ANCHORGE (KTUU) - A memorandum from the Alaska Legislature’s attorneys supports the idea that lawmakers can change the location of an upcoming special session, even if that decision defies the wishes of the governor.
The memorandum, prepared by the Division of Legal and Research Services, suggests the issue may violate the separation of powers doctrine.
“To preserve the legislature’s independence, a court may ultimately find it a violation of the separation of powers doctrine to give the governor the power to establish the location of a legislative session,” reads the memo from the Legislature’s attorneys.
The governor says an Alaska law passed in 1982 means two-thirds of legislators need to approve shifting the location of a special session.
“The Senate President and Speaker of the House admit they lack the votes to change the venue or call a special session of their own, yet they are committed to thwarting the law and the voice of the Alaskan people,” read a prepared statement from Gov. Mike Dunleavy released on Monday.
Opponents of the location shift in the Legislature have cited the same statute. “If you don’t have the votes, how can you challenge the governor?” Asked Rep. Colleen Sullivan Leonard, R-Wasilla, on Tuesday. “It’s against the law.”
The memo, prepared by the Legislature’s attorneys, suggests that that statute may be invalid as one legislature is unable to bind a future legislature.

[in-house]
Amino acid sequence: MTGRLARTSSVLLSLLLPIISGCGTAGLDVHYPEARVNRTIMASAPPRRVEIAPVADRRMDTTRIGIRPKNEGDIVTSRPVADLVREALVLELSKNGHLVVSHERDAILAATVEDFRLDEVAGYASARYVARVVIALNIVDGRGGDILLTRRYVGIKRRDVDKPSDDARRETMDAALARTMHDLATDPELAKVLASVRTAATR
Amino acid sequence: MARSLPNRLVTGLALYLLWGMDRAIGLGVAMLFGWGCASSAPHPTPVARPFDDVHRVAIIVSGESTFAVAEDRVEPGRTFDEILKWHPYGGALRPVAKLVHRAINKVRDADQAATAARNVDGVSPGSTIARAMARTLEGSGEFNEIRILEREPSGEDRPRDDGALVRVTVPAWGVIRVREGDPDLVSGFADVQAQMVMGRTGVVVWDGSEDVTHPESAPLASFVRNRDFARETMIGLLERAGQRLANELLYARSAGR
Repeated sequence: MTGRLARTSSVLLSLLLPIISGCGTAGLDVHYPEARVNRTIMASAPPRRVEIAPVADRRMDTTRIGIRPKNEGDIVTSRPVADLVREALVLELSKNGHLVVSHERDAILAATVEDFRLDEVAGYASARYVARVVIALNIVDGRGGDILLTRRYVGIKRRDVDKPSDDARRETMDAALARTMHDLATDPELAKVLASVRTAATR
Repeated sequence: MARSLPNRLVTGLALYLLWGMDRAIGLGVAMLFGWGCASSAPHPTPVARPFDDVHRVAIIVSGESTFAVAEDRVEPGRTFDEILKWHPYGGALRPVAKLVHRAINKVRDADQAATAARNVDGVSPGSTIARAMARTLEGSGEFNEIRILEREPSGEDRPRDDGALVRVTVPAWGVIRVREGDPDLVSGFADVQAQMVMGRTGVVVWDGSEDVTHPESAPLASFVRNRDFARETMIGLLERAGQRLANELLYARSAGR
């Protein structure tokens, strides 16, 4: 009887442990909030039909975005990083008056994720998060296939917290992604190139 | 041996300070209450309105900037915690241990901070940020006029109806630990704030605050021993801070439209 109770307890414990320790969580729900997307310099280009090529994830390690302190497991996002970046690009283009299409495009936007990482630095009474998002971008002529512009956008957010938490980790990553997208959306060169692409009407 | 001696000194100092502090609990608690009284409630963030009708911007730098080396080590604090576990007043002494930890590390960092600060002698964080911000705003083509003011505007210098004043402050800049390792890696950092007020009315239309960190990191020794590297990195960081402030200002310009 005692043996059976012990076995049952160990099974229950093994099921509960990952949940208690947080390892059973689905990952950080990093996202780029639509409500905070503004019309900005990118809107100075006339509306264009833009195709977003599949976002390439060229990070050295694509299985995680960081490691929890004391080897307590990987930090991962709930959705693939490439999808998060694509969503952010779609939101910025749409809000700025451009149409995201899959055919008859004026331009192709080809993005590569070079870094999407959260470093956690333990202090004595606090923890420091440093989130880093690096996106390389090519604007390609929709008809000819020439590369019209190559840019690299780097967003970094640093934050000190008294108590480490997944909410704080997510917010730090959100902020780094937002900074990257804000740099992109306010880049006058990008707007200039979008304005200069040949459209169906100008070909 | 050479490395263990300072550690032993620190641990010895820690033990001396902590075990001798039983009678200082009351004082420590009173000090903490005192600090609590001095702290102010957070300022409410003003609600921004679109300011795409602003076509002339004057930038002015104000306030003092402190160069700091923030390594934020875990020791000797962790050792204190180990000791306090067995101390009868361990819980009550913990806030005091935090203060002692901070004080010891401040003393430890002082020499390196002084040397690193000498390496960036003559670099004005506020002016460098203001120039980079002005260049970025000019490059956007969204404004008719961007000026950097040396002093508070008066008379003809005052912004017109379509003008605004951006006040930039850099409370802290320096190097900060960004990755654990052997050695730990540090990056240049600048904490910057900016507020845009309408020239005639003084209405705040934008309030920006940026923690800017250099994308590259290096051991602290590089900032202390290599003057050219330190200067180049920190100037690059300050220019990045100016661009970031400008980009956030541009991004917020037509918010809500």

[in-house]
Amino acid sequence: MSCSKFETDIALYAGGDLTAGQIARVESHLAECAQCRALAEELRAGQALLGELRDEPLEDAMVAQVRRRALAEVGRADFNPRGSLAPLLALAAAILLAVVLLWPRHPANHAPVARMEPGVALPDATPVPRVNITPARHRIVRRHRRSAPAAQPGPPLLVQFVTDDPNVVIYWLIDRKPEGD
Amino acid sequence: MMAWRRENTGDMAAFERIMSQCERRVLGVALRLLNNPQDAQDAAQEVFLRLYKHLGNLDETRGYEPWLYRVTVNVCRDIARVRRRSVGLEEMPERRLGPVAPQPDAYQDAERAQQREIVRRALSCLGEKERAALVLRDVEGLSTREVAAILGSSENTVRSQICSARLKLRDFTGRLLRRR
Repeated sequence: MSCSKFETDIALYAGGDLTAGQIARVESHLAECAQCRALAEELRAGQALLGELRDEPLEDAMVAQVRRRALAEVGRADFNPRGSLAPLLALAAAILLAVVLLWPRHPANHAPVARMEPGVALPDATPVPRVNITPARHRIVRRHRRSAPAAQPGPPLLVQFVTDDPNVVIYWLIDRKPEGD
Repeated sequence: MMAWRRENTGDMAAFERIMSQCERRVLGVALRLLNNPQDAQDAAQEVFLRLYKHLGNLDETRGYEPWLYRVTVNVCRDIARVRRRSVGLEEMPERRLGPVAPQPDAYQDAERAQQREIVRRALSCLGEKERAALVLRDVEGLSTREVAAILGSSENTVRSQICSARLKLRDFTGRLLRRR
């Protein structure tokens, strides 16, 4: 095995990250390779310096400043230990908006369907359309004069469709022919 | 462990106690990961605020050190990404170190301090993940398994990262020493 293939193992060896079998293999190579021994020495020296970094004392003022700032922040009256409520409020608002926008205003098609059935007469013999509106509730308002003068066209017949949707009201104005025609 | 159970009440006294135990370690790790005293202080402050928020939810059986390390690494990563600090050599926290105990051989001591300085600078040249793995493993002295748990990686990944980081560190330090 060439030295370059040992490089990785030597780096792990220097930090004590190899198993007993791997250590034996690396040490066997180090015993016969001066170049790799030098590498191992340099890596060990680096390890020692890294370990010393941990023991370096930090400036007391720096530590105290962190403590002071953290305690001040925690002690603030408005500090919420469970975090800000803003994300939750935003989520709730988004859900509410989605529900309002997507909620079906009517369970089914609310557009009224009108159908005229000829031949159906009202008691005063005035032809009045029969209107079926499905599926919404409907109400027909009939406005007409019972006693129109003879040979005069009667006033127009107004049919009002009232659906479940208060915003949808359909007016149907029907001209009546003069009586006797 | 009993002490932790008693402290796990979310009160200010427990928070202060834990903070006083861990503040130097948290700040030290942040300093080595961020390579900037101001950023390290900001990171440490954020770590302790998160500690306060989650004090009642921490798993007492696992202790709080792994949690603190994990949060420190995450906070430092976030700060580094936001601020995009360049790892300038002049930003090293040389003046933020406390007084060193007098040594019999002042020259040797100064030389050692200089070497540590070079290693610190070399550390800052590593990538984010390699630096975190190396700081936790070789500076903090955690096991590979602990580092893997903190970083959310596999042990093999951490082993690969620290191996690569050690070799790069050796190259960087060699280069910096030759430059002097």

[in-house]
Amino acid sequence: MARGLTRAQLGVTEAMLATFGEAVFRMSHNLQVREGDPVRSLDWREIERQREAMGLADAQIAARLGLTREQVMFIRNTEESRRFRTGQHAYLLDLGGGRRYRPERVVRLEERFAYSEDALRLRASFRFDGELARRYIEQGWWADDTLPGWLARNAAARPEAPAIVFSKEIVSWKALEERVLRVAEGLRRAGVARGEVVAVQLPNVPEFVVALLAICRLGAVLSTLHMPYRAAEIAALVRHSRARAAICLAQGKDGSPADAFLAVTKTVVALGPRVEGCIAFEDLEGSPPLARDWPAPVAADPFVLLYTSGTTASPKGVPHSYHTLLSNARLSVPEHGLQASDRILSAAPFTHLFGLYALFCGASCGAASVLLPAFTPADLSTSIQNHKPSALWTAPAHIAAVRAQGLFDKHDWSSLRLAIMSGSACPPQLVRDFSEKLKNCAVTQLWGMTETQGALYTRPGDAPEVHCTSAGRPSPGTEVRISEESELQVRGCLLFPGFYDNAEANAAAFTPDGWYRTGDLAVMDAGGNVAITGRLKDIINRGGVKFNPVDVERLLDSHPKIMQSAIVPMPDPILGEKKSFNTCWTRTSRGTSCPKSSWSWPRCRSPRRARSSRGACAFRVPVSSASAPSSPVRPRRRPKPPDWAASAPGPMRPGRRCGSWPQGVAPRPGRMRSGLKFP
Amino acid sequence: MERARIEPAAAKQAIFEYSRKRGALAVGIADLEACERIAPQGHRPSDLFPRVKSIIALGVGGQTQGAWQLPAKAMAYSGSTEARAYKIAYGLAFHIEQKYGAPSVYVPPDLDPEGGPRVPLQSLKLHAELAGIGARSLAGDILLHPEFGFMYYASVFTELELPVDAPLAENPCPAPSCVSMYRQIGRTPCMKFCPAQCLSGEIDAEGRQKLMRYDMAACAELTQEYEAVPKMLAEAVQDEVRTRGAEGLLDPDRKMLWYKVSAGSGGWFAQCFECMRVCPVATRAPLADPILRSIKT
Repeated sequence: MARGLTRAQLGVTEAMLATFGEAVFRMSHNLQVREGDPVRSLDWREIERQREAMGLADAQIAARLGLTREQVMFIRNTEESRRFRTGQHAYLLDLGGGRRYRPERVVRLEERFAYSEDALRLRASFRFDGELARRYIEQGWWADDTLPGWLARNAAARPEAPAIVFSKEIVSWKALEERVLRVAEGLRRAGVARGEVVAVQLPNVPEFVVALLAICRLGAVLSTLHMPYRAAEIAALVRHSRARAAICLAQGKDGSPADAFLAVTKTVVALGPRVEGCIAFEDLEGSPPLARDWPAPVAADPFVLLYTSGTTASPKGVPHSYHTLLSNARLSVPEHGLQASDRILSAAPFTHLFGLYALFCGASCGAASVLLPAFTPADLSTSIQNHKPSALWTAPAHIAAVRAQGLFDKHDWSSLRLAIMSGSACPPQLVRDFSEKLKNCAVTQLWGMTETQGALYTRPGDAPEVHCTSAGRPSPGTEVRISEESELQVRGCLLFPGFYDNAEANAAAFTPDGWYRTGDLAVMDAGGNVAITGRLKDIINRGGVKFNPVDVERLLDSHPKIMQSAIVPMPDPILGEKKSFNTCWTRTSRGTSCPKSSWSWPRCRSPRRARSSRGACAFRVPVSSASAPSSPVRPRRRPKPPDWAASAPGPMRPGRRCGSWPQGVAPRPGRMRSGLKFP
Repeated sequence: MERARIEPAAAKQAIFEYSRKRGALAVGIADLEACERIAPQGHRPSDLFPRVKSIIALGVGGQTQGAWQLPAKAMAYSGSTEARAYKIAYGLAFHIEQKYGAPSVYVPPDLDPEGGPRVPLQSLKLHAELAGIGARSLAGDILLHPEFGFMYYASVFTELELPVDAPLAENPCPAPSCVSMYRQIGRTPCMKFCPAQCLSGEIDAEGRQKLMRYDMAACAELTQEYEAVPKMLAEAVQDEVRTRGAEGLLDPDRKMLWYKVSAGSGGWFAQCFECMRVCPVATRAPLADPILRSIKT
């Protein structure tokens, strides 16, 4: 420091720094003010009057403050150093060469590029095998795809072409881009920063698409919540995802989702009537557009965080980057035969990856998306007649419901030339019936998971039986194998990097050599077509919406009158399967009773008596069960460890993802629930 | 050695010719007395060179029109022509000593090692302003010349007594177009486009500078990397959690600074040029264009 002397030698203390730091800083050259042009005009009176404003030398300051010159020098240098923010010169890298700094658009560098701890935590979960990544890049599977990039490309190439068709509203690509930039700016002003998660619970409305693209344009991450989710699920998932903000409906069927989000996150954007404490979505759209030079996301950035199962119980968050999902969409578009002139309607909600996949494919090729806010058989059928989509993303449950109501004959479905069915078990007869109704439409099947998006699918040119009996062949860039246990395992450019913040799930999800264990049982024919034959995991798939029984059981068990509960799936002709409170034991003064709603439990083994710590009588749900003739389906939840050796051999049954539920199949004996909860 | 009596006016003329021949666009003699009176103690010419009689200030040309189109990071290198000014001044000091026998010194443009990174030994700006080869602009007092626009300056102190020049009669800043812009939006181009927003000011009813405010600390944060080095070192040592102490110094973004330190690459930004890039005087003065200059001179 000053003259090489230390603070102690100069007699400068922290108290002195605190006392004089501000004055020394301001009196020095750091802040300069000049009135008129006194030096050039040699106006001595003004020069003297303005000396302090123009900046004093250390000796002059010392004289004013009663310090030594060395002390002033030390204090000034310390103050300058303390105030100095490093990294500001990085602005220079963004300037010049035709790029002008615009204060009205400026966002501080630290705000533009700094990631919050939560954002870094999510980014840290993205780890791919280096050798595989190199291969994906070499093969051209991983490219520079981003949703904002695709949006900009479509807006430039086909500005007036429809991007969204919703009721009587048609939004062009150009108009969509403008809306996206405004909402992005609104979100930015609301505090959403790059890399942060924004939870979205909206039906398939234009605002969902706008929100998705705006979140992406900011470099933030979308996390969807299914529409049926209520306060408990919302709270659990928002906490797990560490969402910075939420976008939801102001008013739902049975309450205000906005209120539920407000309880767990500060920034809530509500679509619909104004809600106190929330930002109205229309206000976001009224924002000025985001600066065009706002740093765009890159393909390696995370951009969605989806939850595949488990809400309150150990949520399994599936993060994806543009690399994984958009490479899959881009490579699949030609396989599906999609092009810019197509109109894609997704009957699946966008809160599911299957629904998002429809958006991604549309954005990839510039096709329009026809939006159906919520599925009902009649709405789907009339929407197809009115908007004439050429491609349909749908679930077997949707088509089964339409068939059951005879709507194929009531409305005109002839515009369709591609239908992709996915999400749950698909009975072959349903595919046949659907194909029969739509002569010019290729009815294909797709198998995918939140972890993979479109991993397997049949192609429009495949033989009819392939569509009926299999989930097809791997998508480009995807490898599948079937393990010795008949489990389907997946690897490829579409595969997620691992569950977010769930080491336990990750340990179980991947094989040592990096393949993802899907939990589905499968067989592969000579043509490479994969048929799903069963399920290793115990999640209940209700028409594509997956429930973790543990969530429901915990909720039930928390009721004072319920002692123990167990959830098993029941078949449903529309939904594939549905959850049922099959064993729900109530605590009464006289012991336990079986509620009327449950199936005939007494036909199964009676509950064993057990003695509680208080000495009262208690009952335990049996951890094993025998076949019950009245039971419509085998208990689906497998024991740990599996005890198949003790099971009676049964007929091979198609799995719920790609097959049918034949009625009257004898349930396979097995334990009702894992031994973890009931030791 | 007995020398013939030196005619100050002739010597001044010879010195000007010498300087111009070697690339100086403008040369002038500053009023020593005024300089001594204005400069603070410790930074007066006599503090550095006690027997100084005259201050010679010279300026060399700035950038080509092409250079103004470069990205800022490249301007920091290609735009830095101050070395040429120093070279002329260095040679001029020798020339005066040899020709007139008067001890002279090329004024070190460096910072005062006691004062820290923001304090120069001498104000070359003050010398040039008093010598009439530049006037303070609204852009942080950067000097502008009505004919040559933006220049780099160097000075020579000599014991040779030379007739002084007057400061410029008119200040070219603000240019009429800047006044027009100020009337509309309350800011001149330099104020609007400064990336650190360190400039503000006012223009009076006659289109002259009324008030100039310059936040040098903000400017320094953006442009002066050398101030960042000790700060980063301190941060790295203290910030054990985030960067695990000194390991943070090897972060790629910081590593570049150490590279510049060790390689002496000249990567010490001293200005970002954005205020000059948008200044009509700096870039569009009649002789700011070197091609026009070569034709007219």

The legal advice goes on to say that a court may see the governor’s power limited by the Alaska Constitution. “Any attempt by the governor to designate and compel a location other than the capital would be beyond the powers granted to the governor by the constitution,” reads the document.
The attorney’s argue that the Alaska Supreme Court has held that the Legislature is able to make its own rules and that courts have been reticent to interfere in the legislative process.
“If the doctrine of separation of powers generally prevents the courts from interfering in matters of legislative procedure, then it should certainly prevent the governor from interfering in matters of legislative procedure,” reads the legal advice.
Republican Palmer Sen. Shelley Hughes said ongoing questions over the upcoming second special session may need to be decided in court. Hughes is clear that she isn’t organizing such a push, but her office has been fielding questions from people interested in mounting a legal challenge, she said.
Hughes described that Alaskans are furious by the Legislature’s indecision in passing a Permanent Fund dividend and that “the erosion of the rule of law is troubling.”
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